What did I do? Nothing. What did the director do? Nothing. We patently listened, over and over. We expressed our concern and explained that we really did not have the resources to save the frogs. We could barely keep the grass mowed!
Lucky frogs! Due to events completely unrelated to frog deaths, the state provided funds to cap all of the holes from missing vases. Our slimy friends were safe. The frog lady was free to take up a new cause. Did you think she wouldn’t?
Mow the ... Man Down!
This story is about “Jim” Jim hates when anyone shares this. I know this by the fantastic red color he turned every time the incident was brought up. Did that stop anyone? Heck no! And now I am sharing it with you….
How do you mow a 90 acre cemetery? Riding mowers of course. Three at a time. And it still takes days. That is unless the guys mowing decide to act like it is the Indy 500 of lawn mowing! Note: Faster is not always better. Best to slow down and pay attention.
I do not know if speed was a factor in this incident. I have a feeling it was more operator error (incompetence really).
Jim was mowing as he has done hundreds of times before. He was well aware of the things to avoid: flowers, benches, people, pets, open graves, etc. Leave it to Jim to hit one of them that day. Only thing I can figure is that he was being lazy. He was not the brightest or the hardest working. That day, for reasons known only to him, Jim drove a little too close to a grave opening. Next thing he knew, Jim was in the bottom of a grave dazed, thankfully uninjured.
There were some ladies visiting a grave nearby and they heroically ran to Jim’s rescue! Or not. They just looked down, saw that he seemed ok, muttered something, and left. Seriously. Not even an offer to go get help. They left him to fend for himself! Serves him right really. Open graves are pretty darn noticeable.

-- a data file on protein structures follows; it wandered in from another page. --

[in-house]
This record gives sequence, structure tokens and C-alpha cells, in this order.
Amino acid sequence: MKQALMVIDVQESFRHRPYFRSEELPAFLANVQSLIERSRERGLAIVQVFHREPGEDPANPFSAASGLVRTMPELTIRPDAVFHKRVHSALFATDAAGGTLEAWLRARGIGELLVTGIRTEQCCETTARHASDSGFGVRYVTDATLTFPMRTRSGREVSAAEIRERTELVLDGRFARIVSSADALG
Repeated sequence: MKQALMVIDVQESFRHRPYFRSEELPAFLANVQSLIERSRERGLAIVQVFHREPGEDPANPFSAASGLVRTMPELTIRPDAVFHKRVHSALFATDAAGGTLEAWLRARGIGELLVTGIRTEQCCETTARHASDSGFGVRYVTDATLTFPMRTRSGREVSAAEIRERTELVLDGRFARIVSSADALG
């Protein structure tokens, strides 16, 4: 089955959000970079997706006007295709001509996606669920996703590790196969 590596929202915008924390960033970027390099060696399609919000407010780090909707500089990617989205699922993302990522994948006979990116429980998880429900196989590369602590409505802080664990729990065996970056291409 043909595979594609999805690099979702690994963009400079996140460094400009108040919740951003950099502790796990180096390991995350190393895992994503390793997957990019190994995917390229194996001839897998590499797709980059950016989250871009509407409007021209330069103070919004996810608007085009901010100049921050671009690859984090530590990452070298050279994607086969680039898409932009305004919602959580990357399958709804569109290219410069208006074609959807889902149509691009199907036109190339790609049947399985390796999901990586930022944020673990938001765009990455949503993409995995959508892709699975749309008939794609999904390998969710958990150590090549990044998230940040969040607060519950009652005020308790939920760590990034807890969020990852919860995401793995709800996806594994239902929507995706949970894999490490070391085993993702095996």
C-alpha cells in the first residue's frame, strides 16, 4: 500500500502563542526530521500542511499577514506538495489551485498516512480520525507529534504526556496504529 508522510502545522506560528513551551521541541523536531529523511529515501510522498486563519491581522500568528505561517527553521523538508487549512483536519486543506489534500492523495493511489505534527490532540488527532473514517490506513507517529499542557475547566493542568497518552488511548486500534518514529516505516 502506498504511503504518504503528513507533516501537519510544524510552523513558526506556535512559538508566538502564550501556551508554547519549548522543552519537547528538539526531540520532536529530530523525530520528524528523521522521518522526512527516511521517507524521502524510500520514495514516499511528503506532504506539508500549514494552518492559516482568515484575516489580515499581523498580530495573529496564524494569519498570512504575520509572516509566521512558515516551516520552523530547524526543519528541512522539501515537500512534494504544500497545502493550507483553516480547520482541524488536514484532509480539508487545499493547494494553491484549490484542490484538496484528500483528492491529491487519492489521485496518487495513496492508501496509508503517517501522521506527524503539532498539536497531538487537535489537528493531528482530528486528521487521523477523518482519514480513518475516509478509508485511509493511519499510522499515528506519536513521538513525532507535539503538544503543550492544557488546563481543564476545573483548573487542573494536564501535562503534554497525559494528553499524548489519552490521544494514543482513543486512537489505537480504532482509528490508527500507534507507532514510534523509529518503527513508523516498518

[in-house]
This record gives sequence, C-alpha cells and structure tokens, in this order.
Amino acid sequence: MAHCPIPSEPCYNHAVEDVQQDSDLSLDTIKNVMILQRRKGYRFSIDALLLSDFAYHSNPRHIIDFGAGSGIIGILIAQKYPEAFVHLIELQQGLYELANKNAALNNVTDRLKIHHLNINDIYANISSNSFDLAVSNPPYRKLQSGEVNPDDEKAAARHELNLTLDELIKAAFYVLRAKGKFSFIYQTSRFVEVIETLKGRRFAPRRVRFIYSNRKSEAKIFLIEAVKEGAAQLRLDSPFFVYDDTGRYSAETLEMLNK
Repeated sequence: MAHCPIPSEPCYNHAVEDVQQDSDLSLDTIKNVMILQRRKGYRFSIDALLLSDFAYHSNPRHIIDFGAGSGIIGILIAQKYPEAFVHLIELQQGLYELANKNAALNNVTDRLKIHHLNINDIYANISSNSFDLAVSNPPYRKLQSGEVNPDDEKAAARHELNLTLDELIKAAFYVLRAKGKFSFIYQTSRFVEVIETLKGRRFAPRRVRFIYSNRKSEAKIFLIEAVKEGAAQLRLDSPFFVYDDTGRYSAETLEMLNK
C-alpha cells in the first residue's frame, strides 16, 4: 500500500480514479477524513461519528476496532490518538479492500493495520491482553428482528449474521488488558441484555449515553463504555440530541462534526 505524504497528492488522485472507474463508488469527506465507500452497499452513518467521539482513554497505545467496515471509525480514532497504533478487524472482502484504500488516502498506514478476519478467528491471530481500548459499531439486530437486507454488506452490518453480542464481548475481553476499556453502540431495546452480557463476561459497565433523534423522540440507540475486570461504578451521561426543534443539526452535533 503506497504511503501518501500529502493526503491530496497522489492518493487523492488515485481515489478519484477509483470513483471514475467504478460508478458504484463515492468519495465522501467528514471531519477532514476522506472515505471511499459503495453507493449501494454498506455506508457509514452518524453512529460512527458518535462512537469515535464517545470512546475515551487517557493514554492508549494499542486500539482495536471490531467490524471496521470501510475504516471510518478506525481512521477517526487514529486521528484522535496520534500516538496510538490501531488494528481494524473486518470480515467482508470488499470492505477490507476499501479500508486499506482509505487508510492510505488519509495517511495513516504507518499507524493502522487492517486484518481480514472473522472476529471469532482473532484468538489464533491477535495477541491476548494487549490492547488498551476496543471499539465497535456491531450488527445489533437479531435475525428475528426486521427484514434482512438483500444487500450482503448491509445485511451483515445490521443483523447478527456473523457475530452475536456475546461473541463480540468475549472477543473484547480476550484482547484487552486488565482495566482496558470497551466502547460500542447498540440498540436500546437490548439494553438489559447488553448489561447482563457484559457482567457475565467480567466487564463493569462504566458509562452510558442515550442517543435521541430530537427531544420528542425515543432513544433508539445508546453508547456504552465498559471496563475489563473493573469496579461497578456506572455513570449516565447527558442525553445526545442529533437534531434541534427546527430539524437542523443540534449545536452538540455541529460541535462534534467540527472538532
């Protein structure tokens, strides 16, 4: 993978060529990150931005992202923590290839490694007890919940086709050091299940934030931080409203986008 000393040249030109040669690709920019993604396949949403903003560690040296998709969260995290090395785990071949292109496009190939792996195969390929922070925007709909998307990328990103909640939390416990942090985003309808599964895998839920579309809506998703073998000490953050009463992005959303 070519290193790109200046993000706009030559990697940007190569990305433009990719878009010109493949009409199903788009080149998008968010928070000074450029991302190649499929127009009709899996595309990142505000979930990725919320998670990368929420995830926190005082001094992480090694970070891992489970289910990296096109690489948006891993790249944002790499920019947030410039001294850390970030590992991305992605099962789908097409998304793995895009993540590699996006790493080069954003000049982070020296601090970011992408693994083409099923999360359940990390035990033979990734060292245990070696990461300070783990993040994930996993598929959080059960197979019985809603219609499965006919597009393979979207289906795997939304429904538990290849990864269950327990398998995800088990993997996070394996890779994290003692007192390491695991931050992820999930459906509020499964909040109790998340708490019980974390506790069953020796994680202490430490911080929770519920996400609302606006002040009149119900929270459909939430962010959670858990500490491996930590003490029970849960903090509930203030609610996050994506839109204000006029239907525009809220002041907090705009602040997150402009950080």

Lucky for Jim he had a cell phone and he contacted the Super for help. Jim and the mower both ended up fine. Jim’s ego, on the other hand, was seriously bruised. And with good reason. The guy drove a lawn mower into a grave! What a moron! Boy do I wish someone had it on video!
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A poem about unusual eats
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This poem, or whatever it is, came out of a conversation with fellow hubber Mark Weller.
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A fun Limerick for all those guys that have been caught looking!
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A collection of funny Limericks that illustrate what happens when naughty boys meet up with feisty girls!
What a Stinker!
Never in a million years did I think I’d find myself “talking shop” with a funeral director in Virginia. I did. Somehow we got talking about finding weird stuff in graves. Maybe it was sparked by Jim’s story above.